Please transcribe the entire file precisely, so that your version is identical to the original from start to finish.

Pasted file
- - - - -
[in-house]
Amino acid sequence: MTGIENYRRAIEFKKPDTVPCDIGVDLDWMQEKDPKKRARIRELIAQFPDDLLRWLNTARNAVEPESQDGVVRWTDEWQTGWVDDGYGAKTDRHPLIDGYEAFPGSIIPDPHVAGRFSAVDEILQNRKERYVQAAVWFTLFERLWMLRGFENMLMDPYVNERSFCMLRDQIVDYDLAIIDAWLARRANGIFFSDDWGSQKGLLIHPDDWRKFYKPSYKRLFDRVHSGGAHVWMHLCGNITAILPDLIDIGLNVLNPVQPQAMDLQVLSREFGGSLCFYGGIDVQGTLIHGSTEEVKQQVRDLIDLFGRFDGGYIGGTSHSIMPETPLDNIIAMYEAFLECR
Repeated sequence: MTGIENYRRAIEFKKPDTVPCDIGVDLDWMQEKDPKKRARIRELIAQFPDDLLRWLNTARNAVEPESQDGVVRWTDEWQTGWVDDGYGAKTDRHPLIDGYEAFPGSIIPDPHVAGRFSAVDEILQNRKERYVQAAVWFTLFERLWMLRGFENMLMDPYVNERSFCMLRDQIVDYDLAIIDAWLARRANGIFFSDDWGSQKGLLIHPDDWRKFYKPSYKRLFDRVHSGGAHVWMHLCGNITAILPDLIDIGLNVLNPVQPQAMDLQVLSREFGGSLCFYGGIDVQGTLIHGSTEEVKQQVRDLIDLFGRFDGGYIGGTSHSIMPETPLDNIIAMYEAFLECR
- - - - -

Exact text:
[in-house]
Amino acid sequence: MTGIENYRRAIEFKKPDTVPCDIGVDLDWMQEKDPKKRARIRELIAQFPDDLLRWLNTARNAVEPESQDGVVRWTDEWQTGWVDDGYGAKTDRHPLIDGYEAFPGSIIPDPHVAGRFSAVDEILQNRKERYVQAAVWFTLFERLWMLRGFENMLMDPYVNERSFCMLRDQIVDYDLAIIDAWLARRANGIFFSDDWGSQKGLLIHPDDWRKFYKPSYKRLFDRVHSGGAHVWMHLCGNITAILPDLIDIGLNVLNPVQPQAMDLQVLSREFGGSLCFYGGIDVQGTLIHGSTEEVKQQVRDLIDLFGRFDGGYIGGTSHSIMPETPLDNIIAMYEAFLECR
Repeated sequence: MTGIENYRRAIEFKKPDTVPCDIGVDLDWMQEKDPKKRARIRELIAQFPDDLLRWLNTARNAVEPESQDGVVRWTDEWQTGWVDDGYGAKTDRHPLIDGYEAFPGSIIPDPHVAGRFSAVDEILQNRKERYVQAAVWFTLFERLWMLRGFENMLMDPYVNERSFCMLRDQIVDYDLAIIDAWLARRANGIFFSDDWGSQKGLLIHPDDWRKFYKPSYKRLFDRVHSGGAHVWMHLCGNITAILPDLIDIGLNVLNPVQPQAMDLQVLSREFGGSLCFYGGIDVQGTLIHGSTEEVKQQVRDLIDLFGRFDGGYIGGTSHSIMPETPLDNIIAMYEAFLECR